By: Mike Schreiner
Published: Guelph Mercury, Sept 10, 2013
photo credit: Ryan Stubbs

photo credit: Ryan Stubbs

I love eating local food. Thankfully, I live in Ontario where we are blessed with good weather, good farmland and great farmers.

We grow more than 200 varieties of food here.
Sadly, Ontario is losing so much farmland to development that it threatens our ability to enjoy local food. We lose approximately 350 acres of farmland every day. This is not sustainable.
We need farmland to grow food. Yet we continue to pave over prime farmland because of poorly planned growth. The bottom line is, we can’t eat subdivisions, quarries, highways or pipelines.
Less than five per cent of Ontario’s land is suitable for growing food. Over half of Canada’s prime farmland is in Ontario. You can see one-third of it from the CN Tower on a clear day. Less than 0.5 per cent of Ontario’s land is class 1 prime farmland.
Tragically, while the local food movement becomes more popular, the rate of farmland loss is actually increasing. From 2001 to 2006, the province lost about 197,000 acres, or about 100 acres per day. From 2006-2011 farmland loss increased to 641,980 acres or around 130,000 acres per year. This is an annual loss of farmland equal to the size of Toronto.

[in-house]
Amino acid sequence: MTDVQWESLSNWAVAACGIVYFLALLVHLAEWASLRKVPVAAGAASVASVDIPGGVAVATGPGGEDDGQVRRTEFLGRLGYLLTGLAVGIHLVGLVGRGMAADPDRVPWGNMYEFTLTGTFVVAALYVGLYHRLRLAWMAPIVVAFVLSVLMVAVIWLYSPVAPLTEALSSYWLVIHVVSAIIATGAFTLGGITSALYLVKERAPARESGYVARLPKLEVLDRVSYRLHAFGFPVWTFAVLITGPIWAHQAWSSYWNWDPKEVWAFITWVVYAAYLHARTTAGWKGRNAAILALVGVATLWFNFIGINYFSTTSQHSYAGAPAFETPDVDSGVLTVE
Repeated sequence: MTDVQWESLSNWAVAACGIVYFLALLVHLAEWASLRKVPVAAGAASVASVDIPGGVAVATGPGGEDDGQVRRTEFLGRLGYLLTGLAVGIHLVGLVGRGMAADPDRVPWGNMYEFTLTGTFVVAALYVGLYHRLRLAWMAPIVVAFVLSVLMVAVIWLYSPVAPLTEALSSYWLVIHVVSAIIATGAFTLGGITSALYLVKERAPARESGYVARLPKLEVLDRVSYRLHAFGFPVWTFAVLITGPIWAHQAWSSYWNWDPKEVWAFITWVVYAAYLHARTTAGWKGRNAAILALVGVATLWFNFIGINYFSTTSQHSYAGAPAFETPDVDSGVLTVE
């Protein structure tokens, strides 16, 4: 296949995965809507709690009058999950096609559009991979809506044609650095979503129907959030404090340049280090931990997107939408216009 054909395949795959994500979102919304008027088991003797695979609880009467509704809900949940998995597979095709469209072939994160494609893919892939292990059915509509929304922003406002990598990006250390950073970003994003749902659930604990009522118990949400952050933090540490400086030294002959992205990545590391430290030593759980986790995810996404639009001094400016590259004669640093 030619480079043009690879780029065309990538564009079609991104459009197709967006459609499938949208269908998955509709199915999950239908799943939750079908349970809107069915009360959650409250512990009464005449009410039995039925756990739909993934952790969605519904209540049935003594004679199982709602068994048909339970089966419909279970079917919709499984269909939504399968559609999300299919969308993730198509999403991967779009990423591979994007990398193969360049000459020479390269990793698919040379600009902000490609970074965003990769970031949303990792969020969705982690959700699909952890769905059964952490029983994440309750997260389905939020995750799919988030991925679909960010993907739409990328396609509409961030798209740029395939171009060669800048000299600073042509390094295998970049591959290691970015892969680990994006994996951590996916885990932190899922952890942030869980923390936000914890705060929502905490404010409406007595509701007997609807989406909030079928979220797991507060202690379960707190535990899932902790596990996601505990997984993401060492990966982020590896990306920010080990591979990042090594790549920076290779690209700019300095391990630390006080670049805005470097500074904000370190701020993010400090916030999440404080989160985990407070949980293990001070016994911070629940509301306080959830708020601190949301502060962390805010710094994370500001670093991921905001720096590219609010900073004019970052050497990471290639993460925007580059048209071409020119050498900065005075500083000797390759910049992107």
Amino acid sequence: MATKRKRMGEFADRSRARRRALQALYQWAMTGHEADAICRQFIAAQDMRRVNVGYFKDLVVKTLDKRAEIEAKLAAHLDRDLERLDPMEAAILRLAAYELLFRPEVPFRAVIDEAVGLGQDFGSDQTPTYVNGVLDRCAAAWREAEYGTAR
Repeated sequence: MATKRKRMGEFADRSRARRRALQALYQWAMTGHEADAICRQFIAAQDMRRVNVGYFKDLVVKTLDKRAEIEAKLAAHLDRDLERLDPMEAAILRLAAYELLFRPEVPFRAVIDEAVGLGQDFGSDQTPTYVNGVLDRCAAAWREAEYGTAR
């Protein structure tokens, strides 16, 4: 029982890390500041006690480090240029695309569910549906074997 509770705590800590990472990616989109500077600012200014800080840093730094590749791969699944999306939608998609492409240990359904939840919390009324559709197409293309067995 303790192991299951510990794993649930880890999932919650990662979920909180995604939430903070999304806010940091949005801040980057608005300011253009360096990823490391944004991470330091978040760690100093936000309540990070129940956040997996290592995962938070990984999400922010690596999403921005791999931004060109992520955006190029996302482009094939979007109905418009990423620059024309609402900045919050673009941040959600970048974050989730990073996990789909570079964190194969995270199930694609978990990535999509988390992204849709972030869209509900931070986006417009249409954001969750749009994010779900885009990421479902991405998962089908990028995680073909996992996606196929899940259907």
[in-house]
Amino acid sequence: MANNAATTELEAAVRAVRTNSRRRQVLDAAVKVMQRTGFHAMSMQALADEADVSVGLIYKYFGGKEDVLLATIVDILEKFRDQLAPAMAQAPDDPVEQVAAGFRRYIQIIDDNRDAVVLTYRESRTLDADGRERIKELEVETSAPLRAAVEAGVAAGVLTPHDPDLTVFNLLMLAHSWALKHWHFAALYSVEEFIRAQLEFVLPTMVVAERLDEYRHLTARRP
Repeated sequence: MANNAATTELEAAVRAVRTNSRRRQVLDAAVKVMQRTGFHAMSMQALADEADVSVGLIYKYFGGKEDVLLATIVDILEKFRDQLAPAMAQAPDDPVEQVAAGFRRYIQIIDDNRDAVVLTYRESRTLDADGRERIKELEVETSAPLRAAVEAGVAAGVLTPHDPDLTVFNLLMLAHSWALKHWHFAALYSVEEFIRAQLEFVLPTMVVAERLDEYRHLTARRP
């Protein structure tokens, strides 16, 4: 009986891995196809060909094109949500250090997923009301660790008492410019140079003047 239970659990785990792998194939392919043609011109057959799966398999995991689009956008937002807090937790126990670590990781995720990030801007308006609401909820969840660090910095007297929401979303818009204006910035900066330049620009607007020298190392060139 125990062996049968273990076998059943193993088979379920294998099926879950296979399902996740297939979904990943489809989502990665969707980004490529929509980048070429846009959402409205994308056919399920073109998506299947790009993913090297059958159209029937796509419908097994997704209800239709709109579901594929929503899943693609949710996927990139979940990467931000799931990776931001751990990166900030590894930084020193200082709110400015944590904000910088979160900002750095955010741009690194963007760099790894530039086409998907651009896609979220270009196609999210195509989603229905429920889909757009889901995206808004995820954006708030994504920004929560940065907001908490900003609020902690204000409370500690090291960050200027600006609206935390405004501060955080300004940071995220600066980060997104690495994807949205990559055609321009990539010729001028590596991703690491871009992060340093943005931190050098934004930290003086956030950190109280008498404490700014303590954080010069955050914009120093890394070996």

Losing farmland not only threatens our ability to feed ourselves, it also jeopardizes our economy. The food and farming sector employs more than 700,000 people, contributes more than $30 billion to Ontario’s bottom line and is essential to the health of our local economy.
The provincial government must commit to protecting prime farmland before it is too late.
Although the status quo at Queen’s Park is slow to take action on this important issue, citizens are mobilizing to protect farmland.
The same group that stopped the Melancthon Township mega-quarry has launched a Food and Water First campaign (foodandwaterfirst.com). A local group has developed an innovative proposal to set aside 36 acres of the York District lands (the former Guelph Correctional Centre) for diverse small-scale farming initiatives. Others have raised concerns about new highway construction, quarries and pipelines.
We need political leadership that supports these citizen efforts. We need a long-term vision that looks beyond the next big development project, that understands how important protecting food and water is to our economy, community and well-being. This starts by protecting prime farmland from development and making sure we have the right safeguards in place for source water protection.
Our children will thank us when they bite into a crisp Ontario apple, a crunchy local carrot or a sweet ear of corn
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